CREDIT: Source: Suncor Energy Inc., BLM
The controversial oil extraction process made famous by Canada — deemed the world’s “dirtiest type of liquid fuel” — is coming to America.
According to a Sunday report in DeSmogBlog, a Canadian company called U.S. Oil Sands has received all the necessary permits to open the nation’s second commercial-scale tar sands mine, which will soon begin producing tar sands oil — a thick, hard-to-extract mixture of heavy oil, sand, and water. The Utah Unitah Basin project will be allowed to extract 2,000 barrels of oil per day. Some scientists say the unique and energy-intensive extraction process produces three times the greenhouse gas emissions of conventionally produced oil.
In Canada, tar sands are booming. The third-largest proven crude oil reserve in the world next to Saudi Arabia and Venezuela, rapid production there has caused new pipeline proposals to pop up like daisies — most notably the Keystone XL pipeline, which would carry tar sands oil from Alberta all the way to Texas.
America, however, has not yet attempted to extract its tar sands oil. According to the Bureau of Land Management there are 12 to 19 billion barrels of tar sands oil in Utah, though not all of it is recoverable. And recovering it is not easy, as DeSmogBlog notes:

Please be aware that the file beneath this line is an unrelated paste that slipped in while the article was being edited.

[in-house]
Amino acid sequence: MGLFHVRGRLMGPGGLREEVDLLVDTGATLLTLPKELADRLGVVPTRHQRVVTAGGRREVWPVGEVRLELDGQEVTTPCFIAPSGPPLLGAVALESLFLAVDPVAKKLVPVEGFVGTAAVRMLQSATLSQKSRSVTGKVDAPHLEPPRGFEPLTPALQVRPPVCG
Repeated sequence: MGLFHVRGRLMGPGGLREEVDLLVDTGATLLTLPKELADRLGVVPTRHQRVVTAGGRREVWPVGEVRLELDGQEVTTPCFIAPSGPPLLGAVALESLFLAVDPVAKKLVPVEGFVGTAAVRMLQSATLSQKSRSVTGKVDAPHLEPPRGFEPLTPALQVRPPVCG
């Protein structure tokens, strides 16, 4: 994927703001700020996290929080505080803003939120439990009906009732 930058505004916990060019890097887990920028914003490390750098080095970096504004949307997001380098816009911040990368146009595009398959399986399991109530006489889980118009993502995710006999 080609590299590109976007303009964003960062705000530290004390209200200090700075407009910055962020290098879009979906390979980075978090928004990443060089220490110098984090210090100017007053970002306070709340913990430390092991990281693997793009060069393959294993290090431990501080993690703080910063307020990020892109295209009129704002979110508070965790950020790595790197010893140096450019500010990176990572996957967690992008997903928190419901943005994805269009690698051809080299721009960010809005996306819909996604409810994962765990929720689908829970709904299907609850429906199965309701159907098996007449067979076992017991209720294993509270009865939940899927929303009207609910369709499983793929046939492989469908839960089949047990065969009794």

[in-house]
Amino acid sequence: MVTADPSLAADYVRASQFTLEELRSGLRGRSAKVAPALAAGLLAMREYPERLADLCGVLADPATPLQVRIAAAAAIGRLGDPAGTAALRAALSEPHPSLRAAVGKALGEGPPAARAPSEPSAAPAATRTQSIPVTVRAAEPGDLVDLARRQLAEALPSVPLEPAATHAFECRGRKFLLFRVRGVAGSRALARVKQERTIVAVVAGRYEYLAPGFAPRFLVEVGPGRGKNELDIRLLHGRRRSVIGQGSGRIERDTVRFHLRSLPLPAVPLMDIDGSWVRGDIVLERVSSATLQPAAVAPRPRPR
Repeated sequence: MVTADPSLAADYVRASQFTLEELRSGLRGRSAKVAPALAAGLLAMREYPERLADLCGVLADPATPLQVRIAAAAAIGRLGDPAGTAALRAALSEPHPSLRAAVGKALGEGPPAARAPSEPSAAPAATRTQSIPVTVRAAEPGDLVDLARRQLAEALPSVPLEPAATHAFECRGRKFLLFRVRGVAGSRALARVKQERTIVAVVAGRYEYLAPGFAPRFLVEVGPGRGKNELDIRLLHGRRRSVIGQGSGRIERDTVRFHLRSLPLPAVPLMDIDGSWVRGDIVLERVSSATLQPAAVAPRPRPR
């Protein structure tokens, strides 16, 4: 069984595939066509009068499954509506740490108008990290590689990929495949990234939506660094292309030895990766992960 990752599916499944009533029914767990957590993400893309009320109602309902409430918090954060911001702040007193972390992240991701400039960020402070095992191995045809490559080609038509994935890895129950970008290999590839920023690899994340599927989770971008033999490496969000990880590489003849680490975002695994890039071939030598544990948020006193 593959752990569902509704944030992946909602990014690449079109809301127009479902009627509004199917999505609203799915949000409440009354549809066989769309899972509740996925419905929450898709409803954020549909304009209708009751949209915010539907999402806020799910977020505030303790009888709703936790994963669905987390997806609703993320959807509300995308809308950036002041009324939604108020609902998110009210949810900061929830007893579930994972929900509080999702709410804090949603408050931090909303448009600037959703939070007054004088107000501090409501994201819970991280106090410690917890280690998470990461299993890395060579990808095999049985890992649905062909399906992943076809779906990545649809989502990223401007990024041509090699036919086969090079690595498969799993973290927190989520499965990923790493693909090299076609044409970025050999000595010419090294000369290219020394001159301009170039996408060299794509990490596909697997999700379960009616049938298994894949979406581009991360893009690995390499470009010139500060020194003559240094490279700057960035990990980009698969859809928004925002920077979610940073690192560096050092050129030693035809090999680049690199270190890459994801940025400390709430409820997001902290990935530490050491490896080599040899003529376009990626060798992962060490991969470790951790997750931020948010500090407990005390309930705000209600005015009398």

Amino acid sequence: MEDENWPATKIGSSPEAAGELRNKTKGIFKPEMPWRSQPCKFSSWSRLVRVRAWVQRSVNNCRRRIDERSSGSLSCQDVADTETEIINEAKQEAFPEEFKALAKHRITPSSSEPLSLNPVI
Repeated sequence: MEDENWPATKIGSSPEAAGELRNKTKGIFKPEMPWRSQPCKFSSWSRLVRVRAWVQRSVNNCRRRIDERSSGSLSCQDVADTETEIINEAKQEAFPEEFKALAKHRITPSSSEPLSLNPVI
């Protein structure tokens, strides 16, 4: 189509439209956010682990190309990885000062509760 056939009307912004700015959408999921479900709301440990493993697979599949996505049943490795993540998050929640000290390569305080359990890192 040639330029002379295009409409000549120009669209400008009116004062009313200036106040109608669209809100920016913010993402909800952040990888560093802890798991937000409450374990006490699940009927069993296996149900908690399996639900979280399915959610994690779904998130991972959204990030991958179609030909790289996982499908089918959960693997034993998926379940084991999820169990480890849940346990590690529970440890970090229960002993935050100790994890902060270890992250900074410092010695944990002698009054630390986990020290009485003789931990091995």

U.S. Oil Sands’ water-and-energy-intensive extraction process involves first digging up congealed tar sands, then crushing them to reduce their size. The company then mixes the crushed sand with large amounts of hot water (at a temperature of 122-176°F) to loosen up and liquefy the tarry, oil-containing residue and separating it from the sand.
Next, coarse solids sink, are subsequently removed and considered waste tailings. Air is then bubbled through the remaining water-oil mixture, which makes the oil float to the top in what’s referred to as “bitumen froth,” in industry lingo. The froth is then deaerated, meaning all the air molecules are removed.
After this, as BLM notes, it takes approximately four tons of sand and four barrels of fresh water to make a barrel of oil, which is the equivalent of about 42 gallons. The amount of water the process uses is of particular concern in Utah, where water is scarce. Still, U.S. Oil Sands has received permits from the Utah Water Quality Board despite questions about the ongoing water crisis in Utah and the American southwest.
Extracting and burning tar sands oil also produces a byproduct called “petcoke” — a coal-like, high-sulfur, high-carbon solid that burns dirtier than coal. It also tends to get stored in huge piles that can release huge, dirty dust clouds on unsuspecting residents.
Meanwhile, in Alberta, federal scientists have found that the area’s large tar sands deposits are now surrounded by a nearly 7,500-square-mile ring of mercury.